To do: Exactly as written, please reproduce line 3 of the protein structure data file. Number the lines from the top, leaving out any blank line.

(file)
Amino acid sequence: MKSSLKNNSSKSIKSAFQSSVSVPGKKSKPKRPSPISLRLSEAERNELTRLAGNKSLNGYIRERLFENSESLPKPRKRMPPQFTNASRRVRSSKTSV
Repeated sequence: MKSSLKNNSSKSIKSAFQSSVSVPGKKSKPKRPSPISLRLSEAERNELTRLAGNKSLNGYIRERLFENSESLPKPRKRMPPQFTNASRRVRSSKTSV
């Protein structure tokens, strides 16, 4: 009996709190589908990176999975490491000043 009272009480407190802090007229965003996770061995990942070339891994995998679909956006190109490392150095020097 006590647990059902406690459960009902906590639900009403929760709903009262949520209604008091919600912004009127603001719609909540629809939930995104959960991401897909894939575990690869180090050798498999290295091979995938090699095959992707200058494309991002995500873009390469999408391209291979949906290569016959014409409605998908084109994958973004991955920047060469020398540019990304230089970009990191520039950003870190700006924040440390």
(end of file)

């Protein structure tokens, strides 16, 4: 009996709190589908990176999975490491000043 009272009480407190802090007229965003996770061995990942070339891994995998679909956006190109490392150095020097 006590647990059902406690459960009902906590639900009403929760709903009262949520209604008091919600912004009127603001719609909540629809939930995104959960991401897909894939575990690869180090050798498999290295091979995938090699095959992707200058494309991002995500873009390469999408391209291979949906290569016959014409409605998908084109994958973004991955920047060469020398540019990304230089970009990191520039950003870190700006924040440390």